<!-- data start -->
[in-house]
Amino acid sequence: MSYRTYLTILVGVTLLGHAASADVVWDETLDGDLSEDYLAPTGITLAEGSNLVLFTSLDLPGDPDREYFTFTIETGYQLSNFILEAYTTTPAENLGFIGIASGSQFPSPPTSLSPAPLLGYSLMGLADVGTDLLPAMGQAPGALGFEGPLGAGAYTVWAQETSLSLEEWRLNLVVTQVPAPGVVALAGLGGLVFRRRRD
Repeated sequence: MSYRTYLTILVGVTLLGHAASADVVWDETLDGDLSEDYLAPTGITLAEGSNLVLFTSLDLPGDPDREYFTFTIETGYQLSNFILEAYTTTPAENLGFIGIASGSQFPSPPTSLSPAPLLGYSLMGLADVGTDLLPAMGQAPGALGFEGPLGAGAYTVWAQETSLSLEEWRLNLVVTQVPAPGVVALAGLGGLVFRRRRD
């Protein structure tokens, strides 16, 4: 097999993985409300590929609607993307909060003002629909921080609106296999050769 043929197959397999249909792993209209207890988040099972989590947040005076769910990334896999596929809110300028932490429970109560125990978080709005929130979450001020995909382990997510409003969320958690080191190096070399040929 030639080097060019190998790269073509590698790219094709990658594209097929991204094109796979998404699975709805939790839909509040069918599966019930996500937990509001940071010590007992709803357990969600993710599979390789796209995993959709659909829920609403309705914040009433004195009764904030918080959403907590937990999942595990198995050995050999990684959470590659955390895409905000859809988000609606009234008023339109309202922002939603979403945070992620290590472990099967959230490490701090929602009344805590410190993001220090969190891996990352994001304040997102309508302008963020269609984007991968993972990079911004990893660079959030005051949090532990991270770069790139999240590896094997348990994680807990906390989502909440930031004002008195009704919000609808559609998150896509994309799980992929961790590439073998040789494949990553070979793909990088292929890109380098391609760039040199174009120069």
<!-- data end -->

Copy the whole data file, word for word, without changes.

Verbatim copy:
[in-house]
Amino acid sequence: MSYRTYLTILVGVTLLGHAASADVVWDETLDGDLSEDYLAPTGITLAEGSNLVLFTSLDLPGDPDREYFTFTIETGYQLSNFILEAYTTTPAENLGFIGIASGSQFPSPPTSLSPAPLLGYSLMGLADVGTDLLPAMGQAPGALGFEGPLGAGAYTVWAQETSLSLEEWRLNLVVTQVPAPGVVALAGLGGLVFRRRRD
Repeated sequence: MSYRTYLTILVGVTLLGHAASADVVWDETLDGDLSEDYLAPTGITLAEGSNLVLFTSLDLPGDPDREYFTFTIETGYQLSNFILEAYTTTPAENLGFIGIASGSQFPSPPTSLSPAPLLGYSLMGLADVGTDLLPAMGQAPGALGFEGPLGAGAYTVWAQETSLSLEEWRLNLVVTQVPAPGVVALAGLGGLVFRRRRD
């Protein structure tokens, strides 16, 4: 097999993985409300590929609607993307909060003002629909921080609106296999050769 043929197959397999249909792993209209207890988040099972989590947040005076769910990334896999596929809110300028932490429970109560125990978080709005929130979450001020995909382990997510409003969320958690080191190096070399040929 030639080097060019190998790269073509590698790219094709990658594209097929991204094109796979998404699975709805939790839909509040069918599966019930996500937990509001940071010590007992709803357990969600993710599979390789796209995993959709659909829920609403309705914040009433004195009764904030918080959403907590937990999942595990198995050995050999990684959470590659955390895409905000859809988000609606009234008023339109309202922002939603979403945070992620290590472990099967959230490490701090929602009344805590410190993001220090969190891996990352994001304040997102309508302008963020269609984007991968993972990079911004990893660079959030005051949090532990991270770069790139999240590896094997348990994680807990906390989502909440930031004002008195009704919000609808559609998150896509994309799980992929961790590439073998040789494949990553070979793909990088292929890109380098391609760039040199174009120069």